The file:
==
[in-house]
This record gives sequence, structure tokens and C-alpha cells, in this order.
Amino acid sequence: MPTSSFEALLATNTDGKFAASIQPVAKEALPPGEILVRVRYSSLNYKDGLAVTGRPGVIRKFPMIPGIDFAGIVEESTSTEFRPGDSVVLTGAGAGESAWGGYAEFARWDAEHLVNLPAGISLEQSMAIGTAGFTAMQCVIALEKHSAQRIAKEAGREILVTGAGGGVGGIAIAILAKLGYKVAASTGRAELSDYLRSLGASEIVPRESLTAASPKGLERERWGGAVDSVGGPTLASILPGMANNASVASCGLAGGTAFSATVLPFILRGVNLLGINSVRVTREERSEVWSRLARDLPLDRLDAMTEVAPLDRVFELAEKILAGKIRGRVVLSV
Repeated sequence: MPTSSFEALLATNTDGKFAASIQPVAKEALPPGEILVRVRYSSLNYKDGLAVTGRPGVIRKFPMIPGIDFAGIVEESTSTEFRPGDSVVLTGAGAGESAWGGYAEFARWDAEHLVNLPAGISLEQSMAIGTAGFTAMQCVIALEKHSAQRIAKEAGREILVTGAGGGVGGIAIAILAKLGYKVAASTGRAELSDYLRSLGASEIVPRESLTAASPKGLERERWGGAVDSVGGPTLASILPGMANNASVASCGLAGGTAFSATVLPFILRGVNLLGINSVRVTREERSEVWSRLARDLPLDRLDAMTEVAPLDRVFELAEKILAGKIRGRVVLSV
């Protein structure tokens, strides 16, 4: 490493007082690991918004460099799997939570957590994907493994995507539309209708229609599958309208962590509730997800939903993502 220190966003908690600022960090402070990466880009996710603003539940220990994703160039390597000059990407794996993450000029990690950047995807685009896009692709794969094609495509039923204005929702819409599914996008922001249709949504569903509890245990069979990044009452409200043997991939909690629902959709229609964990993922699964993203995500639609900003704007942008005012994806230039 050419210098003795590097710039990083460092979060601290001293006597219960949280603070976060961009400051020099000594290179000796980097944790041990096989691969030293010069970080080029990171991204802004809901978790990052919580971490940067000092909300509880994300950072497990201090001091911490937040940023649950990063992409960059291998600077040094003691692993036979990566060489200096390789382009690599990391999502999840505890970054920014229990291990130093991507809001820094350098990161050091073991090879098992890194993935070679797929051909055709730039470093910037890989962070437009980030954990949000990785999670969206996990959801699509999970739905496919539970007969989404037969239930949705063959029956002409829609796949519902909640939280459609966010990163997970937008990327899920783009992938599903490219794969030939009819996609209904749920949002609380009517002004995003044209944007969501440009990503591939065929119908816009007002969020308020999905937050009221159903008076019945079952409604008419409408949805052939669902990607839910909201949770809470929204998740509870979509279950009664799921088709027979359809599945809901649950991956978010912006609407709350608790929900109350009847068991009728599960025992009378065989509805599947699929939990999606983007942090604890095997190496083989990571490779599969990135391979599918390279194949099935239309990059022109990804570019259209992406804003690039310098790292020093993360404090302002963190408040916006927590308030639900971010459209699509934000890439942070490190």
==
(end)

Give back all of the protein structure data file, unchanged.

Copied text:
[in-house]
This record gives sequence, structure tokens and C-alpha cells, in this order.
Amino acid sequence: MPTSSFEALLATNTDGKFAASIQPVAKEALPPGEILVRVRYSSLNYKDGLAVTGRPGVIRKFPMIPGIDFAGIVEESTSTEFRPGDSVVLTGAGAGESAWGGYAEFARWDAEHLVNLPAGISLEQSMAIGTAGFTAMQCVIALEKHSAQRIAKEAGREILVTGAGGGVGGIAIAILAKLGYKVAASTGRAELSDYLRSLGASEIVPRESLTAASPKGLERERWGGAVDSVGGPTLASILPGMANNASVASCGLAGGTAFSATVLPFILRGVNLLGINSVRVTREERSEVWSRLARDLPLDRLDAMTEVAPLDRVFELAEKILAGKIRGRVVLSV
Repeated sequence: MPTSSFEALLATNTDGKFAASIQPVAKEALPPGEILVRVRYSSLNYKDGLAVTGRPGVIRKFPMIPGIDFAGIVEESTSTEFRPGDSVVLTGAGAGESAWGGYAEFARWDAEHLVNLPAGISLEQSMAIGTAGFTAMQCVIALEKHSAQRIAKEAGREILVTGAGGGVGGIAIAILAKLGYKVAASTGRAELSDYLRSLGASEIVPRESLTAASPKGLERERWGGAVDSVGGPTLASILPGMANNASVASCGLAGGTAFSATVLPFILRGVNLLGINSVRVTREERSEVWSRLARDLPLDRLDAMTEVAPLDRVFELAEKILAGKIRGRVVLSV
């Protein structure tokens, strides 16, 4: 490493007082690991918004460099799997939570957590994907493994995507539309209708229609599958309208962590509730997800939903993502 220190966003908690600022960090402070990466880009996710603003539940220990994703160039390597000059990407794996993450000029990690950047995807685009896009692709794969094609495509039923204005929702819409599914996008922001249709949504569903509890245990069979990044009452409200043997991939909690629902959709229609964990993922699964993203995500639609900003704007942008005012994806230039 050419210098003795590097710039990083460092979060601290001293006597219960949280603070976060961009400051020099000594290179000796980097944790041990096989691969030293010069970080080029990171991204802004809901978790990052919580971490940067000092909300509880994300950072497990201090001091911490937040940023649950990063992409960059291998600077040094003691692993036979990566060489200096390789382009690599990391999502999840505890970054920014229990291990130093991507809001820094350098990161050091073991090879098992890194993935070679797929051909055709730039470093910037890989962070437009980030954990949000990785999670969206996990959801699509999970739905496919539970007969989404037969239930949705063959029956002409829609796949519902909640939280459609966010990163997970937008990327899920783009992938599903490219794969030939009819996609209904749920949002609380009517002004995003044209944007969501440009990503591939065929119908816009007002969020308020999905937050009221159903008076019945079952409604008419409408949805052939669902990607839910909201949770809470929204998740509870979509279950009664799921088709027979359809599945809901649950991956978010912006609407709350608790929900109350009847068991009728599960025992009378065989509805599947699929939990999606983007942090604890095997190496083989990571490779599969990135391979599918390279194949099935239309990059022109990804570019259209992406804003690039310098790292020093993360404090302002963190408040916006927590308030639900971010459209699509934000890439942070490190």